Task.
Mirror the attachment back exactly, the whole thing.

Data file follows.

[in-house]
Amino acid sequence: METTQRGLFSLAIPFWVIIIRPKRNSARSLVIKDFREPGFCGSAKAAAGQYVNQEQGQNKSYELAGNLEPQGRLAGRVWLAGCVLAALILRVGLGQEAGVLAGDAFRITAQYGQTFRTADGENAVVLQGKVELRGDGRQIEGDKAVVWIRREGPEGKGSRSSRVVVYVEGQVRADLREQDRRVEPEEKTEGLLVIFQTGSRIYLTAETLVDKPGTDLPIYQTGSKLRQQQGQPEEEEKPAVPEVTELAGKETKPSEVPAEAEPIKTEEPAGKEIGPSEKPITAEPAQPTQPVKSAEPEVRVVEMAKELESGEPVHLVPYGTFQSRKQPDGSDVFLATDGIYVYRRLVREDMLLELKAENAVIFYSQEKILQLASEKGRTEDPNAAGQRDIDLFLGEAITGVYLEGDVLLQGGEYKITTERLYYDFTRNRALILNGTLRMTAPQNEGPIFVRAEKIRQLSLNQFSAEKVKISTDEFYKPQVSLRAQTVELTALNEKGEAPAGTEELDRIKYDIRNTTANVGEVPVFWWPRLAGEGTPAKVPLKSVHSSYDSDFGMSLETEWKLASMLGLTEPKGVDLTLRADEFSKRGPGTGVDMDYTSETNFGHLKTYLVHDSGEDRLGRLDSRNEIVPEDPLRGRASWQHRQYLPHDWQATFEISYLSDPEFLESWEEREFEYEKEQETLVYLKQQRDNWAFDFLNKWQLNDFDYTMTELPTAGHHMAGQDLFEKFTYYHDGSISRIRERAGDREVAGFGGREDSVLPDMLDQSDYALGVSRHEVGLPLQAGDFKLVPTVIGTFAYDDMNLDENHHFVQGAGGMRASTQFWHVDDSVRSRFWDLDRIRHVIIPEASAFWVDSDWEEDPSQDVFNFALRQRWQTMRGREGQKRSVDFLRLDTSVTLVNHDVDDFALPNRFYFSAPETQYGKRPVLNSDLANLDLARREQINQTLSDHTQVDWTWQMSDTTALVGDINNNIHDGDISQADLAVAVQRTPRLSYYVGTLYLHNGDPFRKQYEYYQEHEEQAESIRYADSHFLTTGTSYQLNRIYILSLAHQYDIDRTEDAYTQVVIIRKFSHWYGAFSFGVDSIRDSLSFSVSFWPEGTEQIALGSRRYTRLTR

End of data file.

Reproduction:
[in-house]
Amino acid sequence: METTQRGLFSLAIPFWVIIIRPKRNSARSLVIKDFREPGFCGSAKAAAGQYVNQEQGQNKSYELAGNLEPQGRLAGRVWLAGCVLAALILRVGLGQEAGVLAGDAFRITAQYGQTFRTADGENAVVLQGKVELRGDGRQIEGDKAVVWIRREGPEGKGSRSSRVVVYVEGQVRADLREQDRRVEPEEKTEGLLVIFQTGSRIYLTAETLVDKPGTDLPIYQTGSKLRQQQGQPEEEEKPAVPEVTELAGKETKPSEVPAEAEPIKTEEPAGKEIGPSEKPITAEPAQPTQPVKSAEPEVRVVEMAKELESGEPVHLVPYGTFQSRKQPDGSDVFLATDGIYVYRRLVREDMLLELKAENAVIFYSQEKILQLASEKGRTEDPNAAGQRDIDLFLGEAITGVYLEGDVLLQGGEYKITTERLYYDFTRNRALILNGTLRMTAPQNEGPIFVRAEKIRQLSLNQFSAEKVKISTDEFYKPQVSLRAQTVELTALNEKGEAPAGTEELDRIKYDIRNTTANVGEVPVFWWPRLAGEGTPAKVPLKSVHSSYDSDFGMSLETEWKLASMLGLTEPKGVDLTLRADEFSKRGPGTGVDMDYTSETNFGHLKTYLVHDSGEDRLGRLDSRNEIVPEDPLRGRASWQHRQYLPHDWQATFEISYLSDPEFLESWEEREFEYEKEQETLVYLKQQRDNWAFDFLNKWQLNDFDYTMTELPTAGHHMAGQDLFEKFTYYHDGSISRIRERAGDREVAGFGGREDSVLPDMLDQSDYALGVSRHEVGLPLQAGDFKLVPTVIGTFAYDDMNLDENHHFVQGAGGMRASTQFWHVDDSVRSRFWDLDRIRHVIIPEASAFWVDSDWEEDPSQDVFNFALRQRWQTMRGREGQKRSVDFLRLDTSVTLVNHDVDDFALPNRFYFSAPETQYGKRPVLNSDLANLDLARREQINQTLSDHTQVDWTWQMSDTTALVGDINNNIHDGDISQADLAVAVQRTPRLSYYVGTLYLHNGDPFRKQYEYYQEHEEQAESIRYADSHFLTTGTSYQLNRIYILSLAHQYDIDRTEDAYTQVVIIRKFSHWYGAFSFGVDSIRDSLSFSVSFWPEGTEQIALGSRRYTRLTR